- President Donald Trump formally recognised Israel’s sovereignty over the Golan Heights with Israeli Prime Minister Benjamin Netanyahu at his side.
- Netanyahu offered Trump glowing praise in joint remarks, likening the president to famous leaders such as “Cyrus the Great.”
- The Israeli leader referred to Trump as “my dear friend Donald.”
Israeli Prime Minister Benjamin Netanyahu was at the White House on Monday as President Donald Trump officially recognised the Golan Heights, one of the world’s most disputed territories, as part of Israel.
In remarks before Trump signed a proclamation to formally recognise Israel’s sovereignty of the territory, Netanyahu declared Israel and “never had a better friend” than Trump.
“Mr. President, over the years Israel has been blessed to have many friends who sat in the Oval Office. But Israel has never had a better friend than you,” Netanyahu said to Trump in a joint appearance. “You’ve shown consistently incredible support for Israel, for our right to self-defence. When we exercise that self-defence, you have never flinched.”
The Israeli leader referred to Trump as “my dear friend Donald,” and likened him to leaders of the past.
“In the long sweep of Jewish history there have been a handful of proclamations by non-Jewish leaders on behalf of our people and our land. Cyrus the Great … Lord Balfour, President Harry S. Truman, and President Donald J. Trump,” Netanyahu said.
By recognising Israel’s sovereignty over the Golan Heights, Trump has broken with decades of US policy and is the first president to do so. Much of the international community does not view the Golan Heights as part of Israel, but as an occupied territory.
“Today I am taking historic action to promote Israel’s ability to defend itself,” Trump said at the joint announcement. “This was a long time in the making that should have taken place many decades ago.”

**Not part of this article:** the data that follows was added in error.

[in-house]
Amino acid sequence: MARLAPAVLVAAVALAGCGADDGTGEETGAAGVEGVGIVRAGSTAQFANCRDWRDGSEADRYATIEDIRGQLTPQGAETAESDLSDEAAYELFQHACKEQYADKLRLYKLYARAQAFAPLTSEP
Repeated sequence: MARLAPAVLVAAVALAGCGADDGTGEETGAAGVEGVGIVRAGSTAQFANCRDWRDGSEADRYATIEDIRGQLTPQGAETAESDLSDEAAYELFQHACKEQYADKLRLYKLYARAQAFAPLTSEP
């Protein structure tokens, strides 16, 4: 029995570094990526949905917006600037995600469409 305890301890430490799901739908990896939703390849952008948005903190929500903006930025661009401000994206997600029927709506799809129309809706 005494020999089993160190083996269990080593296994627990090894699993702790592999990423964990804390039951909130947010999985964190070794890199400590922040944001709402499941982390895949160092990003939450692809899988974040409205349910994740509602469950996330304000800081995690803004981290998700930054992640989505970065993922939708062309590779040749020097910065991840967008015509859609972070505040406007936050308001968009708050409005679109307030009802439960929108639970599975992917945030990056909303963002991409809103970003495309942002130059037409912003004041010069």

Netanyahu on Monday said Israel won the Golan Heights in “a just war of self-defence.” Israeli forces seized the territory from Syria in the Six-Day War in 1967, formally annexing it in 1981.
This moves comes just a few weeks before Israel’s national elections, in which Netanyahu hopes to win reelection. He’s made controversial moves to ensure his far right Likud party stays in power, including aligning with an extremist political party that experts have said is Israel’s version of the Ku Klux Klan.
The president last week signalled he would recognise the Golan Heights as part of Israel, but claimed it had nothing to do with boosting Netanyahu’s chances of reelection. Netanyahu has explicitly tied Trump to his efforts, with his reelection campaign hanging massive images of the two of them in major Israeli cities.
Trump’s foreign policy has often aligned with Netanyahu’s interests, which the Israeli prime minister highlighted in his remarks on Monday.
Netanyahu praised Trump for withdrawing the US from the Iran nuclear deal and for formally recognising Jerusalem as Israel’s capital and moving the US embassy there. Both of these moves were criticised by US allies and put Trump at odds with much of the international community.
As Trump and Netanyahu met at the White House, Israel’s military said it “started striking Hamas targets throughout the Gaza Strip.” This came after a rocket fired into Israel from Gaza destroyed a home in the village of Mishmeret, about 60 miles from the Israel-Gaza border.
Meanwhile, in recent days there have been protests in Gaza against Hamas, the Islamist militant group that controls the Gaza Strip, over what citizens say are abusive police actions and poor living conditions. Hamas security forces have moved to clamp down on the demonstrations, arresting organisers, journalists, and human rights monitors, The New York Times reports.
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